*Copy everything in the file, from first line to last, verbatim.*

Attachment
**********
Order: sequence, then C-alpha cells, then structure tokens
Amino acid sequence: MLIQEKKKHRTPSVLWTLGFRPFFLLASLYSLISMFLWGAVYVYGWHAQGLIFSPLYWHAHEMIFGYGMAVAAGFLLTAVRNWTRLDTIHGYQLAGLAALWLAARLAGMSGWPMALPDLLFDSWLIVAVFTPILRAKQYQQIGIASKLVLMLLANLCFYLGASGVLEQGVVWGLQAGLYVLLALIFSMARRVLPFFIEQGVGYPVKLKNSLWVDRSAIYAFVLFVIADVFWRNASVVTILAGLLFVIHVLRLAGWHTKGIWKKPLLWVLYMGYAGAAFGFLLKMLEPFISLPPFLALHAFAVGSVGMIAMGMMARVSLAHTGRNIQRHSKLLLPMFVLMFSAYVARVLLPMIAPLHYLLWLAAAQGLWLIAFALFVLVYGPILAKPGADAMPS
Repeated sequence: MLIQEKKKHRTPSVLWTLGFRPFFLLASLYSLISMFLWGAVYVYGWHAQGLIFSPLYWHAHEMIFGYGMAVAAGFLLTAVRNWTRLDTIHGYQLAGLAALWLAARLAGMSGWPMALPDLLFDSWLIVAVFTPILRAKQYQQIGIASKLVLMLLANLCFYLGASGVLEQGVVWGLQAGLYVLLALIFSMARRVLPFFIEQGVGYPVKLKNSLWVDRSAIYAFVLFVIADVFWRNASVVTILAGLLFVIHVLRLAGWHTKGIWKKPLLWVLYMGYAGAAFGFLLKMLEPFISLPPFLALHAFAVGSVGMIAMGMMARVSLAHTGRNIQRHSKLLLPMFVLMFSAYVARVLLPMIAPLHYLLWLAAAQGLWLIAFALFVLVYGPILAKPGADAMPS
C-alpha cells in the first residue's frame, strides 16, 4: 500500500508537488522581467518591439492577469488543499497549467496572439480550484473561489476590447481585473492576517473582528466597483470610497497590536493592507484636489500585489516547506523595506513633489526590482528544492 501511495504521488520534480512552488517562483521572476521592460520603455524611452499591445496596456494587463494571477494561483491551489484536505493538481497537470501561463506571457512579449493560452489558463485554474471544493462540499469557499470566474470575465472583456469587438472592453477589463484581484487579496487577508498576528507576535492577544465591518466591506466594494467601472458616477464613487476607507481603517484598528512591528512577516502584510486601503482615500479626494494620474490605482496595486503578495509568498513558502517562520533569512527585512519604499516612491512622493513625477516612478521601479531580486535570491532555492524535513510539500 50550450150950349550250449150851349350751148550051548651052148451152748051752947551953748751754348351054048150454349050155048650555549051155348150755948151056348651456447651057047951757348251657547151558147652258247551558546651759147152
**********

Order: sequence, then C-alpha cells, then structure tokens
Amino acid sequence: MLIQEKKKHRTPSVLWTLGFRPFFLLASLYSLISMFLWGAVYVYGWHAQGLIFSPLYWHAHEMIFGYGMAVAAGFLLTAVRNWTRLDTIHGYQLAGLAALWLAARLAGMSGWPMALPDLLFDSWLIVAVFTPILRAKQYQQIGIASKLVLMLLANLCFYLGASGVLEQGVVWGLQAGLYVLLALIFSMARRVLPFFIEQGVGYPVKLKNSLWVDRSAIYAFVLFVIADVFWRNASVVTILAGLLFVIHVLRLAGWHTKGIWKKPLLWVLYMGYAGAAFGFLLKMLEPFISLPPFLALHAFAVGSVGMIAMGMMARVSLAHTGRNIQRHSKLLLPMFVLMFSAYVARVLLPMIAPLHYLLWLAAAQGLWLIAFALFVLVYGPILAKPGADAMPS
Repeated sequence: MLIQEKKKHRTPSVLWTLGFRPFFLLASLYSLISMFLWGAVYVYGWHAQGLIFSPLYWHAHEMIFGYGMAVAAGFLLTAVRNWTRLDTIHGYQLAGLAALWLAARLAGMSGWPMALPDLLFDSWLIVAVFTPILRAKQYQQIGIASKLVLMLLANLCFYLGASGVLEQGVVWGLQAGLYVLLALIFSMARRVLPFFIEQGVGYPVKLKNSLWVDRSAIYAFVLFVIADVFWRNASVVTILAGLLFVIHVLRLAGWHTKGIWKKPLLWVLYMGYAGAAFGFLLKMLEPFISLPPFLALHAFAVGSVGMIAMGMMARVSLAHTGRNIQRHSKLLLPMFVLMFSAYVARVLLPMIAPLHYLLWLAAAQGLWLIAFALFVLVYGPILAKPGADAMPS
C-alpha cells in the first residue's frame, strides 16, 4: 500500500508537488522581467518591439492577469488543499497549467496572439480550484473561489476590447481585473492576517473582528466597483470610497497590536493592507484636489500585489516547506523595506513633489526590482528544492 501511495504521488520534480512552488517562483521572476521592460520603455524611452499591445496596456494587463494571477494561483491551489484536505493538481497537470501561463506571457512579449493560452489558463485554474471544493462540499469557499470566474470575465472583456469587438472592453477589463484581484487579496487577508498576528507576535492577544465591518466591506466594494467601472458616477464613487476607507481603517484598528512591528512577516502584510486601503482615500479626494494620474490605482496595486503578495509568498513558502517562520533569512527585512519604499516612491512622493513625477516612478521601479531580486535570491532555492524535513510539500 50550450150950349550250449150851349350751148550051548651052148451152748051752947551953748751754348351054048150454349050155048650555549051155348150755948151056348651456447651057047951757348251657547151558147652258247551558546651759147152